Was it permissible to consider a partnership agreement as the starting point when assessing whether a solicitor was an employee or a partner?
Yes, held the EAT in Morrison v Aberdein Considine & Co.
The Claimant, a solicitor in a law firm, brought claims for unfair dismissal and a statutory redundancy payment which required her to have been an employee. The Claimant had signed a partnership agreement which described her as a salaried partner, which did not require the payment of any capital contribution towards the partnership.
The tribunal concluded that the partnership agreement truly reflected the relationship between the parties and that the Claimant was a partner, not an employee.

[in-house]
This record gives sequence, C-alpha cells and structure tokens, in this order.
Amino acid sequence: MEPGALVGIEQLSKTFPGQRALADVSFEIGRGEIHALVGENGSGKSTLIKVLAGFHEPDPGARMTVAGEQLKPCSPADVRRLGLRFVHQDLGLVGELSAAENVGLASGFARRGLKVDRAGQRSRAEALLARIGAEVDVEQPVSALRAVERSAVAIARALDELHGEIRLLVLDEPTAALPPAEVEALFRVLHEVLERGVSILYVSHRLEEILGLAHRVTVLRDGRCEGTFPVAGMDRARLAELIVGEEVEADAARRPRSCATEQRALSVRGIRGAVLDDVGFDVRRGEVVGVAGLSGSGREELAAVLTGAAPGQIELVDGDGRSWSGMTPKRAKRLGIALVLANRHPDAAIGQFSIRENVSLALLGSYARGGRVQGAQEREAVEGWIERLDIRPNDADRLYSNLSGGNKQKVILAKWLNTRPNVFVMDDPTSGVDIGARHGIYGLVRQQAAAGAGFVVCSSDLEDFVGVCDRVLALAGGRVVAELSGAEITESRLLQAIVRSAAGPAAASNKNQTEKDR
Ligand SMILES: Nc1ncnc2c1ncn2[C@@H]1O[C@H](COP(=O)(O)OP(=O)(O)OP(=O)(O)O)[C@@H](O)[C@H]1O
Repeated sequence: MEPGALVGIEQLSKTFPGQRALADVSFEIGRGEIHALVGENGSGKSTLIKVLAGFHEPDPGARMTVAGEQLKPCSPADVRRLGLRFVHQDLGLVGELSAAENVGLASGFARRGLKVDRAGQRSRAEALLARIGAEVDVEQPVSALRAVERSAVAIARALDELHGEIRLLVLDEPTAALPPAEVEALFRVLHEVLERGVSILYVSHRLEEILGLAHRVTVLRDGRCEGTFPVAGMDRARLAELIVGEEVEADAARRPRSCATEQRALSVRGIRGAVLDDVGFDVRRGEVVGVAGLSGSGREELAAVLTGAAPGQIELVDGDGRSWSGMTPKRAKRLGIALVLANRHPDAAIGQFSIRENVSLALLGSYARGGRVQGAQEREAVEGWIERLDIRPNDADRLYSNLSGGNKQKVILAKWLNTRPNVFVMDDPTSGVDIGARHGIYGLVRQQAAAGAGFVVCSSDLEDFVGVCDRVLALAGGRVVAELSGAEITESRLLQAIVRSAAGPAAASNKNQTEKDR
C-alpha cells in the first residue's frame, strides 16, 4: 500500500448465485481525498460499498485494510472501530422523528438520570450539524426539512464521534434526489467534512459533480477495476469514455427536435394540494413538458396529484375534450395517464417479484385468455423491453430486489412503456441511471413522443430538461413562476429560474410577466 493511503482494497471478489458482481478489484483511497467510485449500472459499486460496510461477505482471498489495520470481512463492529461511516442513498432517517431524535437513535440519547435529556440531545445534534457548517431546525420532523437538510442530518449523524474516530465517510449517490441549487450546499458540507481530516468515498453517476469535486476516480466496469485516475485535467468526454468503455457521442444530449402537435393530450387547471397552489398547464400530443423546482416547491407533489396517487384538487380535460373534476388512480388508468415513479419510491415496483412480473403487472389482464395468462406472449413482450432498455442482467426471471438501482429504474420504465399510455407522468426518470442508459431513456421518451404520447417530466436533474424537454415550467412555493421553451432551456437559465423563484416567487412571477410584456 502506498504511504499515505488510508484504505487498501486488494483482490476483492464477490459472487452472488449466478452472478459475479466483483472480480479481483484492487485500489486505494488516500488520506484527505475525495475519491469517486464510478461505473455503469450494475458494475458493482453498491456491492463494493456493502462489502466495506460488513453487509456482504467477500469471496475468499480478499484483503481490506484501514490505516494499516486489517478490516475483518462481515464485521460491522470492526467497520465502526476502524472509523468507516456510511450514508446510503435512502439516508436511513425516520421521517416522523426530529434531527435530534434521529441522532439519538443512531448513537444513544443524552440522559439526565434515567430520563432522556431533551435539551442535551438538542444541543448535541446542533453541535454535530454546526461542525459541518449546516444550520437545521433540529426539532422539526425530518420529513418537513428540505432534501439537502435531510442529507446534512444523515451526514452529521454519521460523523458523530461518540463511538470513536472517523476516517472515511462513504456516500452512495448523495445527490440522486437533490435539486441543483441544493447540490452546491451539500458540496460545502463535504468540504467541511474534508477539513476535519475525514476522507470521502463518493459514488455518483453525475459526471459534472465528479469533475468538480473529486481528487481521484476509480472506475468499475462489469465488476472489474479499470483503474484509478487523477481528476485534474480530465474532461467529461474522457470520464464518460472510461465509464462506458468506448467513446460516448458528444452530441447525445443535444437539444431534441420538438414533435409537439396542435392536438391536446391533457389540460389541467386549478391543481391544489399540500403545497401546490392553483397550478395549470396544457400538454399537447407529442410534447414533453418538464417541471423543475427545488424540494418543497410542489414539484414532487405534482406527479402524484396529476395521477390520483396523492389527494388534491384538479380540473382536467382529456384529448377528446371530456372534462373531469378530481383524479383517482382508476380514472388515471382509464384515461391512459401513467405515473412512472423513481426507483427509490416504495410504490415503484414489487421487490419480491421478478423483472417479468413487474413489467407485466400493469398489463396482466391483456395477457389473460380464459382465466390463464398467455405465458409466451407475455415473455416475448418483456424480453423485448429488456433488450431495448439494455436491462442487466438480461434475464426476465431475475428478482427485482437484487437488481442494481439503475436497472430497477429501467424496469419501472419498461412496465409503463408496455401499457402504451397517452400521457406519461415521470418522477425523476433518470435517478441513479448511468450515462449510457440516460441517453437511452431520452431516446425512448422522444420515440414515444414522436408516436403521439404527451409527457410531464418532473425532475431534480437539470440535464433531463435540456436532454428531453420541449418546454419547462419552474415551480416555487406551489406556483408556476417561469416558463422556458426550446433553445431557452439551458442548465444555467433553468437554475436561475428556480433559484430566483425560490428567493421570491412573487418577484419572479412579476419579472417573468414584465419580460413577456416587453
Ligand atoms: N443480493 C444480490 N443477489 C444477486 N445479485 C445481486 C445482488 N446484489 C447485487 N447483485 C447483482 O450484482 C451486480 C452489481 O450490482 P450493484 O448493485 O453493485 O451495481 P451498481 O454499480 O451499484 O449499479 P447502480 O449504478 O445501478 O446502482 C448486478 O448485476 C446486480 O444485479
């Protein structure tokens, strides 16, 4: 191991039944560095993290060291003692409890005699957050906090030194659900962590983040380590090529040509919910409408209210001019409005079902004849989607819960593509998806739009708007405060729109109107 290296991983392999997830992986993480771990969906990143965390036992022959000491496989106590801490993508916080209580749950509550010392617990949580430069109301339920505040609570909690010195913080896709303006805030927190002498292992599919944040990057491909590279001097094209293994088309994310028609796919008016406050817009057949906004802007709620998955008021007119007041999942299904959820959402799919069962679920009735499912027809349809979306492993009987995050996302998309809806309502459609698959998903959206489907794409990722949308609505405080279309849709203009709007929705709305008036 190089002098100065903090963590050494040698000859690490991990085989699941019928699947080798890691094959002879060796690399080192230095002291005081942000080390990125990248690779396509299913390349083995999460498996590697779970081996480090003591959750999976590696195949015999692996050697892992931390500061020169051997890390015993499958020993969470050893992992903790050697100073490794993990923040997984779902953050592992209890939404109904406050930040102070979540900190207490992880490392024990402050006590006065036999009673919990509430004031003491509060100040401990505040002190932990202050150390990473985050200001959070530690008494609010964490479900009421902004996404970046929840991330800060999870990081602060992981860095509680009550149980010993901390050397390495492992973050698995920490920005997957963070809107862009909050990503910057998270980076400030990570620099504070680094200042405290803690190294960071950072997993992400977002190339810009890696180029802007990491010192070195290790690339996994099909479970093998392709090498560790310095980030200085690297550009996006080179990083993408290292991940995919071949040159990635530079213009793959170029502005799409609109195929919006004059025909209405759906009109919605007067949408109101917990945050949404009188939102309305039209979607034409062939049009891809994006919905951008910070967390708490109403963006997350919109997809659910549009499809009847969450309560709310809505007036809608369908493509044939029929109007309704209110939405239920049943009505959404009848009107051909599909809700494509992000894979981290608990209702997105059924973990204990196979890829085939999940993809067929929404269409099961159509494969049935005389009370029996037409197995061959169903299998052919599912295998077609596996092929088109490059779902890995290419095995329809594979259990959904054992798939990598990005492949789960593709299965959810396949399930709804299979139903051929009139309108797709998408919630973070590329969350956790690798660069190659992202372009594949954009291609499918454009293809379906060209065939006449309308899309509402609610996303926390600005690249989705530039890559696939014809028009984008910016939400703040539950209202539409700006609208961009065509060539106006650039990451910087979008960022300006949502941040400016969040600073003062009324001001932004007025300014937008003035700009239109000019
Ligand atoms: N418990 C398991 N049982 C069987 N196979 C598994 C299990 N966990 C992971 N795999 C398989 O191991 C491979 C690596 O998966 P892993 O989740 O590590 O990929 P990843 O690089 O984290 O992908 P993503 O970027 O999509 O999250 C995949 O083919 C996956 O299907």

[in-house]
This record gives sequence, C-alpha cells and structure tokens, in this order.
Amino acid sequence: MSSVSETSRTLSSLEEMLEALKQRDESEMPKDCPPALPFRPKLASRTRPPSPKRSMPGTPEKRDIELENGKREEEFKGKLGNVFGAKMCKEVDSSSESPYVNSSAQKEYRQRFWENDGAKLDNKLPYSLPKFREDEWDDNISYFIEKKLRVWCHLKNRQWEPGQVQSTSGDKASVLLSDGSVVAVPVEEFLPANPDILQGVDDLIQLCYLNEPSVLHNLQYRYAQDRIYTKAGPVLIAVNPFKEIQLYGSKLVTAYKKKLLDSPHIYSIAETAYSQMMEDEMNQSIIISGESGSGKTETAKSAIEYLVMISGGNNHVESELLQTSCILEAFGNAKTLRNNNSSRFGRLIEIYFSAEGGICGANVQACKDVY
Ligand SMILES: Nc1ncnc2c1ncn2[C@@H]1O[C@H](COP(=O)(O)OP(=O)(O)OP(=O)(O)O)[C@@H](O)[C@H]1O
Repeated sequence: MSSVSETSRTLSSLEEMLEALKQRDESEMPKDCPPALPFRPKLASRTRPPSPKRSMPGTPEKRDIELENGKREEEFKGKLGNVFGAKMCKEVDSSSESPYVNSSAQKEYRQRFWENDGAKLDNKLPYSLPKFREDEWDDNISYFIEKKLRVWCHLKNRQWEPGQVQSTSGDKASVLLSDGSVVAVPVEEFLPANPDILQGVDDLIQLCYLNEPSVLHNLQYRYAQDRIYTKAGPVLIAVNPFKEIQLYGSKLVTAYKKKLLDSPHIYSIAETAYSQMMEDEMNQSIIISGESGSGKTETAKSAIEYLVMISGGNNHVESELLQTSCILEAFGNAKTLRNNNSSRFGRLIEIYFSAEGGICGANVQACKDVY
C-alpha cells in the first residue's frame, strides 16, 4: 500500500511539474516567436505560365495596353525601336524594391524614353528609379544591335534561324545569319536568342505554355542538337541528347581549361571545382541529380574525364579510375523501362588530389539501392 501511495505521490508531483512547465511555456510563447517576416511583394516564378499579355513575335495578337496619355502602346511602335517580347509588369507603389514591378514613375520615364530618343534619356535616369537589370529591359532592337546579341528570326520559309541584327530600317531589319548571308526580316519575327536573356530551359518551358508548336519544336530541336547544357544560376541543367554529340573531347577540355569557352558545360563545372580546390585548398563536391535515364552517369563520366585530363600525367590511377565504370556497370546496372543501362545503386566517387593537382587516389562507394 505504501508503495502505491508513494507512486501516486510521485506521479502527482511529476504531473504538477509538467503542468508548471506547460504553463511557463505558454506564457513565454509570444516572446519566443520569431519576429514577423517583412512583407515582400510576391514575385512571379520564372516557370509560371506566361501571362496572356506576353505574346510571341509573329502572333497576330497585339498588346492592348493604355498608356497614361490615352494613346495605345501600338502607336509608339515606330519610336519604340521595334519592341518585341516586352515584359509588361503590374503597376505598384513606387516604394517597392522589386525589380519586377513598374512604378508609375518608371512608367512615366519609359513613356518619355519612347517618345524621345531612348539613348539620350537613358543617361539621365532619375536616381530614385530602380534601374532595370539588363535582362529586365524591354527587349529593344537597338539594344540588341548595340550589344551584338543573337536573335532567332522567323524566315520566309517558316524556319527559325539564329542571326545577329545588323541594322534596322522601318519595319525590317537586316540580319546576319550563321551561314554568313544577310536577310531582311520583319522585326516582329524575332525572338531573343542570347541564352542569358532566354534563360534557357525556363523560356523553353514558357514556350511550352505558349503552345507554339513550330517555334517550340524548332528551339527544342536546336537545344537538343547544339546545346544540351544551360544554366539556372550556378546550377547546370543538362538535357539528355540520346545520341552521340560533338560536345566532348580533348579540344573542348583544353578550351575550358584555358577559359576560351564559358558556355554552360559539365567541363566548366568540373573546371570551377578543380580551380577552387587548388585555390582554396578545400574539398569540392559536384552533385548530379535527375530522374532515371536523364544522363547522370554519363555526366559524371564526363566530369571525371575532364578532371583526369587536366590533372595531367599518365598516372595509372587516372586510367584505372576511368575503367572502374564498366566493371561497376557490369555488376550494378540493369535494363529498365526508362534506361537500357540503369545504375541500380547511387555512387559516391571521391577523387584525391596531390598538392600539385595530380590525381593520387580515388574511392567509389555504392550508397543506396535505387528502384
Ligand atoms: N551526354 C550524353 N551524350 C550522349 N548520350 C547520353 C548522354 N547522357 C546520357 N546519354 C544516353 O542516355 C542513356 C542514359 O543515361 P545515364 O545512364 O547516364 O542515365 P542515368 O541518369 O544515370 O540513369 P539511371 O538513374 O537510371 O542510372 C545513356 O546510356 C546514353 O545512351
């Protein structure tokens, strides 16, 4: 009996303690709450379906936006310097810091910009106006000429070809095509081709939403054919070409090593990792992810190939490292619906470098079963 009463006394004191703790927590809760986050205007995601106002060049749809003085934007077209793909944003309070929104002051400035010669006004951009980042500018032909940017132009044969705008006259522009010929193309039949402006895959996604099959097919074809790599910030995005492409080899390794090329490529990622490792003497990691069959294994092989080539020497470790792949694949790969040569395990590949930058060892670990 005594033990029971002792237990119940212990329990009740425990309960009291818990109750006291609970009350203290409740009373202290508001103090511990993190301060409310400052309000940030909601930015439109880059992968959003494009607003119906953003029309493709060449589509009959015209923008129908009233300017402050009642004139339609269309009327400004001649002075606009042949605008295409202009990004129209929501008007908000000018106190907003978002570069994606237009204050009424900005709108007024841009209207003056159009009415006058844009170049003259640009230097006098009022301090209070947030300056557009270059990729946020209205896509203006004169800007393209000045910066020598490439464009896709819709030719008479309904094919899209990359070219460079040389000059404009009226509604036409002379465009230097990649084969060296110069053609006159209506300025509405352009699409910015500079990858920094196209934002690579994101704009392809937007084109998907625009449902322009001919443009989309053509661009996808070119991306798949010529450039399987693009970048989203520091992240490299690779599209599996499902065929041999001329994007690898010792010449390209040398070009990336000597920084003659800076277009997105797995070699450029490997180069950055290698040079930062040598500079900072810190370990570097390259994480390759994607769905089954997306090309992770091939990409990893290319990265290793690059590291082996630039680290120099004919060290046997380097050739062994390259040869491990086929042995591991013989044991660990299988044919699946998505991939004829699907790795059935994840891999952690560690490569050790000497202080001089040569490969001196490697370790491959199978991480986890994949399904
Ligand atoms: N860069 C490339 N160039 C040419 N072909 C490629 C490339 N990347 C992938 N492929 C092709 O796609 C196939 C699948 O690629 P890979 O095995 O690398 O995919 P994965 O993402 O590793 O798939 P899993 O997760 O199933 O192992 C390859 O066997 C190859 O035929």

The Claimant appealed including on the basis that the tribunal had erred in determining that it must first look at the partnership agreement.
The EAT upheld the decision. The EAT highlighted that the label 'salaried partner' had no particular legal status. The EAT concluded that the tribunal had permissibly regarded the partnership agreement as a starting point against which it could test factors that were consistent and inconsistent with employee status. The tribunal was held to have permissibly concluded that the Claimant was a partner, although the evidence did not overwhelmingly point one way.
Thanks to David Campion of Atlantic Chambers, for preparing this case summary.